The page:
Like many parents, I wanted my 7-year-old son to witness the Women’s March to protest the new Trump administration. Aside from the historic value of the extravaganza, I imagined he might not have the opportunity to see many mass protests once our dictatorial, thin-skinned president stifles dissent in the name of “law and order.”
But my wife vetoed our plans. She feared that the massive crowds posed a danger to our 47-pound son. So while she marched in a pink Pussyhat with her friends January 21, I took my boy, along with another father-and-son tandem, to wander around Atlantic Avenue in Brooklyn, which happens to be one of New York City’s oldest Arabic neighborhoods. After a lunch of slow-roasted lamb and clay oven baked bread at the Yemen Café — “serving… exotic home flavor since 1986” — we picked up salted pistachios, green olives and dried Syrian apricots at a local market. The store displayed a “Refugees Welcome” poster in its window, featuring an illustration of a anxious-looking bearded man sheltering a toddler in his coat — a sign of heightened anxiety, and resolute dissent, in this and many other immigrant communities.
And just about then, my rambunctious second-grader, who relishes irritating his father to test boundaries, broke into an unsettling chant, along with his equally spirited classmate: “Don-ald Trump, Don-ald Trump, Don-ald Trump,” they roared in unison, sounding like rabid football fans cheering the quarterback who just threw the winning touchdown pass.
It was not the time or the place for rebellion.
He might as well have gone to an Orthodox neighborhood and belted out the Nazi anthem, “Deutschlandlied.” And this was before Trump signed another executive order to ban immigrants from seven Muslim-majority countries.
I took my son by the collar, crouched down to eye level and shot him a “This is serious” stare. I explained in a stern voice that Donald Trump created fear in this neighborhood, so stop repeating the president’s name right this instant. As I loudly lectured my son, I heard audible protests from a parked black Camaro with open windows a few feet away. A man with a baseball cap and long ”Wayne’s World”-style sandy hair got out of his car and piped up, “I think Donald Trump is the best.”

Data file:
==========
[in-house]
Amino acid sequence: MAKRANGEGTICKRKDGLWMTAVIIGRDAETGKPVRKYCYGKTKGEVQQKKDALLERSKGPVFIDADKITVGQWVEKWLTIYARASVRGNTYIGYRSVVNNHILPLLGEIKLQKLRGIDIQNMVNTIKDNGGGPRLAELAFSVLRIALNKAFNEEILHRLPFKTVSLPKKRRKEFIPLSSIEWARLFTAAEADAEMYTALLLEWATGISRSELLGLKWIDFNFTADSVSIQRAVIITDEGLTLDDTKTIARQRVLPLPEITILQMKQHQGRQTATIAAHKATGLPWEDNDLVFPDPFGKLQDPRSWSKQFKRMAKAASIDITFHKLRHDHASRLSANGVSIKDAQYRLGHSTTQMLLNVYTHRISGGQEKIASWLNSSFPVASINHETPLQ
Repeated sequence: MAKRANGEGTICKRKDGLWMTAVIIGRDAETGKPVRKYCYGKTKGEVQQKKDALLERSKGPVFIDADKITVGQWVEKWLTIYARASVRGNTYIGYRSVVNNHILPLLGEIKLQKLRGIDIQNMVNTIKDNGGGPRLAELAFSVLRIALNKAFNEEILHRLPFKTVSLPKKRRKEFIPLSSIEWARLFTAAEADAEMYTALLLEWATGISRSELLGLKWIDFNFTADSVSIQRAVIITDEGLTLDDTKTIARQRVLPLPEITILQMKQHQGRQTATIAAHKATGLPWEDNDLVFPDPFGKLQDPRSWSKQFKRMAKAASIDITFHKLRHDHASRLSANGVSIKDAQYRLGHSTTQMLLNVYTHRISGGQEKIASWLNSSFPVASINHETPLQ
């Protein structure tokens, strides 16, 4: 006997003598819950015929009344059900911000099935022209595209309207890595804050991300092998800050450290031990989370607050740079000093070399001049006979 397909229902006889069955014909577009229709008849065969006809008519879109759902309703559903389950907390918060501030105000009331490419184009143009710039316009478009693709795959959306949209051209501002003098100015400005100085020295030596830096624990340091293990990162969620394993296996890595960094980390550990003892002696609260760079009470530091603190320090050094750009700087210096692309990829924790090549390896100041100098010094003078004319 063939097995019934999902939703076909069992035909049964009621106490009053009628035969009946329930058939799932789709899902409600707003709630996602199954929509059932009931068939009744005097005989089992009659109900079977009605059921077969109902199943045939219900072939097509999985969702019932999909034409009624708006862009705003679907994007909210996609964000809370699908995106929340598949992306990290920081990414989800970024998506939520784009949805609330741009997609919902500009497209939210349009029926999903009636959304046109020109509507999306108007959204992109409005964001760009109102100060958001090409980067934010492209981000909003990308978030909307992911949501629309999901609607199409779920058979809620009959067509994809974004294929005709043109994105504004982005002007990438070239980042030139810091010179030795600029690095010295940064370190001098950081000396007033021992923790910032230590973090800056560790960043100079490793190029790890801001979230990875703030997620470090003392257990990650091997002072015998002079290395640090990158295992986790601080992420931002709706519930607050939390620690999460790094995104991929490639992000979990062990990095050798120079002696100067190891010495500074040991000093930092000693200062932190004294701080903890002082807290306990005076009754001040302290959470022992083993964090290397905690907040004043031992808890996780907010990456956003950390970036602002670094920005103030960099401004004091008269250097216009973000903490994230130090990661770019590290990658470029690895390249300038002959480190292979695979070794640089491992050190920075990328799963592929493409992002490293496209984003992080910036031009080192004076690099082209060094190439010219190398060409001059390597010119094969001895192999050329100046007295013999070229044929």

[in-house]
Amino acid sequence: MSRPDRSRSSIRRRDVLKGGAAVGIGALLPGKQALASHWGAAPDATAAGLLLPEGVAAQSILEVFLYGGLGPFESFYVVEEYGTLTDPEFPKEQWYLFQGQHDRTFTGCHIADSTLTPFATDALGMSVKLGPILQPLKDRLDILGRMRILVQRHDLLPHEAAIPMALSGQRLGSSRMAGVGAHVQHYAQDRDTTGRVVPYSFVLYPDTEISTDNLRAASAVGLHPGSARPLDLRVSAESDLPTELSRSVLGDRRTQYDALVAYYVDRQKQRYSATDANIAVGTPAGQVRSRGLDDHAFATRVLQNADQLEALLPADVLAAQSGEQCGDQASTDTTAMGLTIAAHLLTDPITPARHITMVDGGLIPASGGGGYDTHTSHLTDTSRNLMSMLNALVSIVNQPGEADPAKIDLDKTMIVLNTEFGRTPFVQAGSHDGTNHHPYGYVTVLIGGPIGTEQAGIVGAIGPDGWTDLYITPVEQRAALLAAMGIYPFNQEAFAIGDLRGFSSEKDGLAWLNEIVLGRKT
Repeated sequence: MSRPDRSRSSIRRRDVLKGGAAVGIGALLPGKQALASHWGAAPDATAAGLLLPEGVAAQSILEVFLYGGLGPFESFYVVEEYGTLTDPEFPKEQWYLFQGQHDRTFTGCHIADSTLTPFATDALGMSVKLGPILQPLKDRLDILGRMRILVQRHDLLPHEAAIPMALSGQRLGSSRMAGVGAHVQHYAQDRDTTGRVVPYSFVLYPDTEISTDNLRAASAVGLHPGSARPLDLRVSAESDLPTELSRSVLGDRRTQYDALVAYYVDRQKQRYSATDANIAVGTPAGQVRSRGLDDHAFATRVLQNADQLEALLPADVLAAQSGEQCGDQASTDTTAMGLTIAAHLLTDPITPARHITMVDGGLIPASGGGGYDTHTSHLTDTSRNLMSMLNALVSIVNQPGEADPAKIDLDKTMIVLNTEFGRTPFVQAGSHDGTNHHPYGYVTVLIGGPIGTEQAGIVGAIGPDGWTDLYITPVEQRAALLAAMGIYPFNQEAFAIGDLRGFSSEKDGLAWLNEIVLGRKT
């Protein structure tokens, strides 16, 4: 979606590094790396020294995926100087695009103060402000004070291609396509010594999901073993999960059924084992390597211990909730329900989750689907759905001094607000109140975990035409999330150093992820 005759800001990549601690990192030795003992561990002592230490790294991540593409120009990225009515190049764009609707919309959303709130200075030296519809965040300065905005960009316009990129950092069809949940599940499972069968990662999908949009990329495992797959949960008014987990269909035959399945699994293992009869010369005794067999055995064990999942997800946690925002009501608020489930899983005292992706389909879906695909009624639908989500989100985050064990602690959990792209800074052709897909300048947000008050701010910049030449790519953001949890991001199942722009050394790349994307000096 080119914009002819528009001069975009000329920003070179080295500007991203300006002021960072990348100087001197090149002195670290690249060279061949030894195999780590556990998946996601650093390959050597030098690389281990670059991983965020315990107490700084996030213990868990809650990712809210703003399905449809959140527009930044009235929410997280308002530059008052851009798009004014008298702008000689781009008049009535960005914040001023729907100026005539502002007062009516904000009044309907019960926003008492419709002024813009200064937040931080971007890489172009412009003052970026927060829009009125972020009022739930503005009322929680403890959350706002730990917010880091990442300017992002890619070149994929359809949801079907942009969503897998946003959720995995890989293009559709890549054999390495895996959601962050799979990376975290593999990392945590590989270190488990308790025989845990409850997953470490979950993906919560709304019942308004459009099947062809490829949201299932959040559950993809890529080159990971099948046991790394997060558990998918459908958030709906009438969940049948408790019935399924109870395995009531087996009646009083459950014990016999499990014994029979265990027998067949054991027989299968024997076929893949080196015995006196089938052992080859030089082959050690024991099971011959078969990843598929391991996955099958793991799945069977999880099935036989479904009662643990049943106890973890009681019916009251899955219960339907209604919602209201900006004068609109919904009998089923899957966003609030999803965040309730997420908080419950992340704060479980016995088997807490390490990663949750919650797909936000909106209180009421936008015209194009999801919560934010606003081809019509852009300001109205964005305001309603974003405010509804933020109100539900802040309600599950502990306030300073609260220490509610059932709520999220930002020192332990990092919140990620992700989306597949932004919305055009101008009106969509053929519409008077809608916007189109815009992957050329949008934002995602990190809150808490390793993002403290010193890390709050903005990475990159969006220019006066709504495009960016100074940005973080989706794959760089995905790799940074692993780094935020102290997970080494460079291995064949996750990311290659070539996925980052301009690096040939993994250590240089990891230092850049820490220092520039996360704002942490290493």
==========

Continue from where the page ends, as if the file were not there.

I didn’t appreciate the Trump fan’s unsolicited counter-parenting (or politics), so I offered a second-grade response, something akin to ‘Well, I think Donald Trump is the worst.” (My play date partner ushered the kids out of earshot in case the conversation turned into conflict.) But I backed up my barb: The new president, in his inaugural address (and again the other day at the Conservative Political Action Conference), declared that the “forgotten men and women of America will be forgotten no longer.” And then his actions showed he had forgotten the spirit of that statement almost immediately.
In Trump’s very first executive order, his administration “suspended indefinitely” a cut in insurance premiums on mortgages backed by the Federal Housing Administration. The policy change cost homeowners, including many people of modest means, an estimated $500 per year. That matters to most Americans. We’re not talking about Mar-a-Lago-sized properties here.
Why would the president do such a thing right away? Couldn’t he find an innocuous policy to reverse, one most Americans would applaud? Get rid of pennies or something?
I asked the Trump fan on Atlantic Avenue. He shrugged and revealed that during the recession he had been forced to short-sell his house. Maybe the executive order, he reasoned, helped struggling banks, which had suffered losses because of people like him.
“So you think the big banks are hurting?” I asked incredulously. He didn’t offer much of an answer.
Since then, the Trump administration has been actively forgetting the very voters the president claims to care so much about. “Follow the money,” the Watergate-era maxim instructs. The president’s initial budget proposal would boost defense spending by a whopping $54 billion and slash the same amount from most other government agencies.
Such a massive cut will gut-punch many of the working poor who rely on government subsidies (and voted for Trump) for a roof over their heads. Reuters reports that budget experts expect the Trump spending priorities, if signed into law, to “dramatically impact safety-net programs.” The article goes on to warn that “housing advocates paint a bleak picture of the landscape for low-income housing under the Trump administration. They warn that deep cuts to housing funds would force some people out of their homes and hollow out grant programs meant to revitalize urban neighborhoods.”
If I could share details of Trump’s plans with the fellow who applauded him during our street-side summit in Brooklyn, I doubt he would express buyer’s remorse or feel hoodwinked. As we parted with a handshake, agreeing to disagree, he said, “Look, “I gave Obama a chance; why don’t you give Trump a chance?”
But given the administration’s actions that pilfer the pockets of the middle class and his budget of brutality, the question to ask is, “Will the president give his own voters a chance?”
David Wallis is the Forward’s opinion editor. Follow him on Twitter, @DavidRwallis
David Wallis is the opinion editor of the Forward.